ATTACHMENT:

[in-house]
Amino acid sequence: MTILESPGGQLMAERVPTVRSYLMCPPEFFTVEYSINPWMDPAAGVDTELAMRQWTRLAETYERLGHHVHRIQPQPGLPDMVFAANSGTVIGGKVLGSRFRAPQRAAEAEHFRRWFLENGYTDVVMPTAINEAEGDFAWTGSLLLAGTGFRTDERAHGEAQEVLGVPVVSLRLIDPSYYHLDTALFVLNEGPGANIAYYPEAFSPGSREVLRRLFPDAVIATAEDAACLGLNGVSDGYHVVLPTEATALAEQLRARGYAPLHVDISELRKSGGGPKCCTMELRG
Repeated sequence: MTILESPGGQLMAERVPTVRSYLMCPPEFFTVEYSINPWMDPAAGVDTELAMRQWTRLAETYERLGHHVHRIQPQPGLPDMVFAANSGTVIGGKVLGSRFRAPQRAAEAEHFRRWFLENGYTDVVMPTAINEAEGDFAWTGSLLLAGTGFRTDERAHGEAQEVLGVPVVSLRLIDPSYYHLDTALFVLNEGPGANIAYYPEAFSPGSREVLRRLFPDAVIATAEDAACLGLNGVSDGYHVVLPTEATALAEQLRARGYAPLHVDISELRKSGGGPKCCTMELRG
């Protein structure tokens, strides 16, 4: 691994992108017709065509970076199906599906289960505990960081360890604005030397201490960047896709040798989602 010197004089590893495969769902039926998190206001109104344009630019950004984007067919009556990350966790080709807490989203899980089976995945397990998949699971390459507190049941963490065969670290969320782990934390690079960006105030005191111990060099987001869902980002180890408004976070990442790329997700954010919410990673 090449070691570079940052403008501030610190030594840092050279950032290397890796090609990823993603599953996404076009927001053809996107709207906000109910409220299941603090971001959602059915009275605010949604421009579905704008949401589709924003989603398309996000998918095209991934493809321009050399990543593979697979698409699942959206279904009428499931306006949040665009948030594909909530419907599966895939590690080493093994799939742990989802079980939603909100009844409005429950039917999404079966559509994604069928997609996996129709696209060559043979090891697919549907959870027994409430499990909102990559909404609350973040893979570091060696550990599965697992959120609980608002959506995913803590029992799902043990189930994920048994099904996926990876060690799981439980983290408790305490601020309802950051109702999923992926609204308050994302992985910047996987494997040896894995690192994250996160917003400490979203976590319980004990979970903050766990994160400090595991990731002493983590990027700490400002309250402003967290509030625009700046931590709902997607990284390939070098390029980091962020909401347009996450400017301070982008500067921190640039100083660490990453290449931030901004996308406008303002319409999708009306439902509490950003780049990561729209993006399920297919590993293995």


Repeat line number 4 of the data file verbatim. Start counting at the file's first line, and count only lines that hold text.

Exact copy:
């Protein structure tokens, strides 16, 4: 691994992108017709065509970076199906599906289960505990960081360890604005030397201490960047896709040798989602 010197004089590893495969769902039926998190206001109104344009630019950004984007067919009556990350966790080709807490989203899980089976995945397990998949699971390459507190049941963490065969670290969320782990934390690079960006105030005191111990060099987001869902980002180890408004976070990442790329997700954010919410990673 090449070691570079940052403008501030610190030594840092050279950032290397890796090609990823993603599953996404076009927001053809996107709207906000109910409220299941603090971001959602059915009275605010949604421009579905704008949401589709924003989603398309996000998918095209991934493809321009050399990543593979697979698409699942959206279904009428499931306006949040665009948030594909909530419907599966895939590690080493093994799939742990989802079980939603909100009844409005429950039917999404079966559509994604069928997609996996129709696209060559043979090891697919549907959870027994409430499990909102990559909404609350973040893979570091060696550990599965697992959120609980608002959506995913803590029992799902043990189930994920048994099904996926990876060690799981439980983290408790305490601020309802950051109702999923992926609204308050994302992985910047996987494997040896894995690192994250996160917003400490979203976590319980004990979970903050766990994160400090595991990731002493983590990027700490400002309250402003967290509030625009700046931590709902997607990284390939070098390029980091962020909401347009996450400017301070982008500067921190640039100083660490990453290449931030901004996308406008303002319409999708009306439902509490950003780049990561729209993006399920297919590993293995």